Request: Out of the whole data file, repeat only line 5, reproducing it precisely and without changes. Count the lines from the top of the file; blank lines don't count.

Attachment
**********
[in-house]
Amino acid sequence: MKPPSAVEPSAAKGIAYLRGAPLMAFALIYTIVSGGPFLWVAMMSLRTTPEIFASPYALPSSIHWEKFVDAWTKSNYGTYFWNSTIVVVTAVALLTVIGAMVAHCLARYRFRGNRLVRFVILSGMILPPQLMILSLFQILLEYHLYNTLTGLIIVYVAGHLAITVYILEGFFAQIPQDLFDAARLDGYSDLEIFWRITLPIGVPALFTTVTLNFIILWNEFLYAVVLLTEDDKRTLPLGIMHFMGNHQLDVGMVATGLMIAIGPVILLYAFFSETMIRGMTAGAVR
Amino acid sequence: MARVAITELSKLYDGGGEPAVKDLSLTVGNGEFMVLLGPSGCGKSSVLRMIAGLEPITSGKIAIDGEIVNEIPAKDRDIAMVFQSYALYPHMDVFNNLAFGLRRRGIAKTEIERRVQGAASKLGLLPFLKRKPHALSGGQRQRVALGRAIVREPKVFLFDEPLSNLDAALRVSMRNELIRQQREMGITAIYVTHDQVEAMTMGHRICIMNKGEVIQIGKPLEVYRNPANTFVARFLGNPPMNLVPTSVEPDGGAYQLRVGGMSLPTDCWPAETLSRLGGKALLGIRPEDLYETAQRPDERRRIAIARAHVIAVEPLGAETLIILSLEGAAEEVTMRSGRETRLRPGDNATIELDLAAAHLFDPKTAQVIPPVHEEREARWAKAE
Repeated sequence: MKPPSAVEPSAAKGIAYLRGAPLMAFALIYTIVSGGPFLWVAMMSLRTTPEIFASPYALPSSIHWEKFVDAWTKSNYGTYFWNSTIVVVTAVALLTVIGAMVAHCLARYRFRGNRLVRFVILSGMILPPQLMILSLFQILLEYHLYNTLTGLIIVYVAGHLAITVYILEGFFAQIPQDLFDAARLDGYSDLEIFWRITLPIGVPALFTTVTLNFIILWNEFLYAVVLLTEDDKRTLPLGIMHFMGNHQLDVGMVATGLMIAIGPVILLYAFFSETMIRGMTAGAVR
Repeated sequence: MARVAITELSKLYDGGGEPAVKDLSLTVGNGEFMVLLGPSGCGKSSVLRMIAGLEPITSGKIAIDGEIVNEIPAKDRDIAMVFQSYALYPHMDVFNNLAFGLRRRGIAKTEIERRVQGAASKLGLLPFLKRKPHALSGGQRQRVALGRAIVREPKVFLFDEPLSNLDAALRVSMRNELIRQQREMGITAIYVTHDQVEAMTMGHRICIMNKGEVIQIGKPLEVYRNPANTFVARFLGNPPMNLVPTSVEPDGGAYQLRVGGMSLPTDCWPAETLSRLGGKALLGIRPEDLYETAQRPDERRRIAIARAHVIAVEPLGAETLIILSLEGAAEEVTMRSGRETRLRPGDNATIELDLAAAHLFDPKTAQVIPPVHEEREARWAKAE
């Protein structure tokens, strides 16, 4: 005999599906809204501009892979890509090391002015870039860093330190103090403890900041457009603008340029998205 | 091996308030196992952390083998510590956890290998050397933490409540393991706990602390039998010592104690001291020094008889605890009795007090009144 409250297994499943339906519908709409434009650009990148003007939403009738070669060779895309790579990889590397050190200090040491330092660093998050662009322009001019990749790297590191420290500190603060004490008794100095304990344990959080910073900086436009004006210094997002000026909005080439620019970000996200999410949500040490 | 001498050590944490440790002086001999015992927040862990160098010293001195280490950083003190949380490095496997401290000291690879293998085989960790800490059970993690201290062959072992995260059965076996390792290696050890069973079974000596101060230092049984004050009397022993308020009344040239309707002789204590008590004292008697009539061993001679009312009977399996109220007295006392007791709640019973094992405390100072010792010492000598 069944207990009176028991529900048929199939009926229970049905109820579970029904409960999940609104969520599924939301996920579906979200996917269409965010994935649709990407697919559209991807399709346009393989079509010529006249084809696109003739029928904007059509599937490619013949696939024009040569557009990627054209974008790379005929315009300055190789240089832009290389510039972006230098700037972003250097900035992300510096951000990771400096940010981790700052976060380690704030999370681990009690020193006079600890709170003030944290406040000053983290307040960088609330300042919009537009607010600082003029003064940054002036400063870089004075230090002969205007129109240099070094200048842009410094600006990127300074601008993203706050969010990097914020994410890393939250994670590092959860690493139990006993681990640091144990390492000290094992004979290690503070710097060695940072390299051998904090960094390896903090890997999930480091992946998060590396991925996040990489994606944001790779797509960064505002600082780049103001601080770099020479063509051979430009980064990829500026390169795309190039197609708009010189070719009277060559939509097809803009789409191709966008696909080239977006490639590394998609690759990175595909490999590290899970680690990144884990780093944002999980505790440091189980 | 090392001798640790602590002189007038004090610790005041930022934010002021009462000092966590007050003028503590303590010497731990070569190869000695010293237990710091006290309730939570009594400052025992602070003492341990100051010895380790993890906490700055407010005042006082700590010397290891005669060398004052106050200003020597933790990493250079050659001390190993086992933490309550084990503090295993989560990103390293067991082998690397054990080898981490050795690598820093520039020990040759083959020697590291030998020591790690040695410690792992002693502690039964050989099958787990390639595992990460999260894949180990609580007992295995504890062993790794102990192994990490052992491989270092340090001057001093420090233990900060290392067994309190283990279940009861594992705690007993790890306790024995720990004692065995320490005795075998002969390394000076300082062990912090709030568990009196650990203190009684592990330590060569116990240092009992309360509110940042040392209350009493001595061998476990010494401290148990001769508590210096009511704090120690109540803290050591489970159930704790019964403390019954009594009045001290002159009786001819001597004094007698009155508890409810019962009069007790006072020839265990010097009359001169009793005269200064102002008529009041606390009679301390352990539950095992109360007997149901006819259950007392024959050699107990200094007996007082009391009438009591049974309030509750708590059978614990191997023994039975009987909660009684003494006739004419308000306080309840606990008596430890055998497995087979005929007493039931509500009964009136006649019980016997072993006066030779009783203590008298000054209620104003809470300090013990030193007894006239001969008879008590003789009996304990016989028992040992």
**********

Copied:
Repeated sequence: MARVAITELSKLYDGGGEPAVKDLSLTVGNGEFMVLLGPSGCGKSSVLRMIAGLEPITSGKIAIDGEIVNEIPAKDRDIAMVFQSYALYPHMDVFNNLAFGLRRRGIAKTEIERRVQGAASKLGLLPFLKRKPHALSGGQRQRVALGRAIVREPKVFLFDEPLSNLDAALRVSMRNELIRQQREMGITAIYVTHDQVEAMTMGHRICIMNKGEVIQIGKPLEVYRNPANTFVARFLGNPPMNLVPTSVEPDGGAYQLRVGGMSLPTDCWPAETLSRLGGKALLGIRPEDLYETAQRPDERRRIAIARAHVIAVEPLGAETLIILSLEGAAEEVTMRSGRETRLRPGDNATIELDLAAAHLFDPKTAQVIPPVHEEREARWAKAE